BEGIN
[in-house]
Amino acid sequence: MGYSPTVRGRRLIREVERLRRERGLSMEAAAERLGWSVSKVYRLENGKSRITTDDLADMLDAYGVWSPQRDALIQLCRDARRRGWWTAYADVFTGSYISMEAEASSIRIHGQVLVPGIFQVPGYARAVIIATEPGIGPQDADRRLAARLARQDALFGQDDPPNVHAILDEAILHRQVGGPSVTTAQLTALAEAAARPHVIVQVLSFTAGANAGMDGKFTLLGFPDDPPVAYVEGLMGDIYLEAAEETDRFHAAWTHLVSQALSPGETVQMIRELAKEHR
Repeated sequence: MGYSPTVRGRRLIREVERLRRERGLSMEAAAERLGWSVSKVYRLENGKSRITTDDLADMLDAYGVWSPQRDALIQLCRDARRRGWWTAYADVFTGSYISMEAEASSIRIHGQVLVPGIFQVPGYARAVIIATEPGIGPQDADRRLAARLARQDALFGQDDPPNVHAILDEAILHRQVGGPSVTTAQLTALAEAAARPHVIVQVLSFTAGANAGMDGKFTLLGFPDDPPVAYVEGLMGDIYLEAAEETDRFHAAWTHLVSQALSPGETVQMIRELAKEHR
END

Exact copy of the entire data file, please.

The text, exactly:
[in-house]
Amino acid sequence: MGYSPTVRGRRLIREVERLRRERGLSMEAAAERLGWSVSKVYRLENGKSRITTDDLADMLDAYGVWSPQRDALIQLCRDARRRGWWTAYADVFTGSYISMEAEASSIRIHGQVLVPGIFQVPGYARAVIIATEPGIGPQDADRRLAARLARQDALFGQDDPPNVHAILDEAILHRQVGGPSVTTAQLTALAEAAARPHVIVQVLSFTAGANAGMDGKFTLLGFPDDPPVAYVEGLMGDIYLEAAEETDRFHAAWTHLVSQALSPGETVQMIRELAKEHR
Repeated sequence: MGYSPTVRGRRLIREVERLRRERGLSMEAAAERLGWSVSKVYRLENGKSRITTDDLADMLDAYGVWSPQRDALIQLCRDARRRGWWTAYADVFTGSYISMEAEASSIRIHGQVLVPGIFQVPGYARAVIIATEPGIGPQDADRRLAARLARQDALFGQDDPPNVHAILDEAILHRQVGGPSVTTAQLTALAEAAARPHVIVQVLSFTAGANAGMDGKFTLLGFPDDPPVAYVEGLMGDIYLEAAEETDRFHAAWTHLVSQALSPGETVQMIRELAKEHR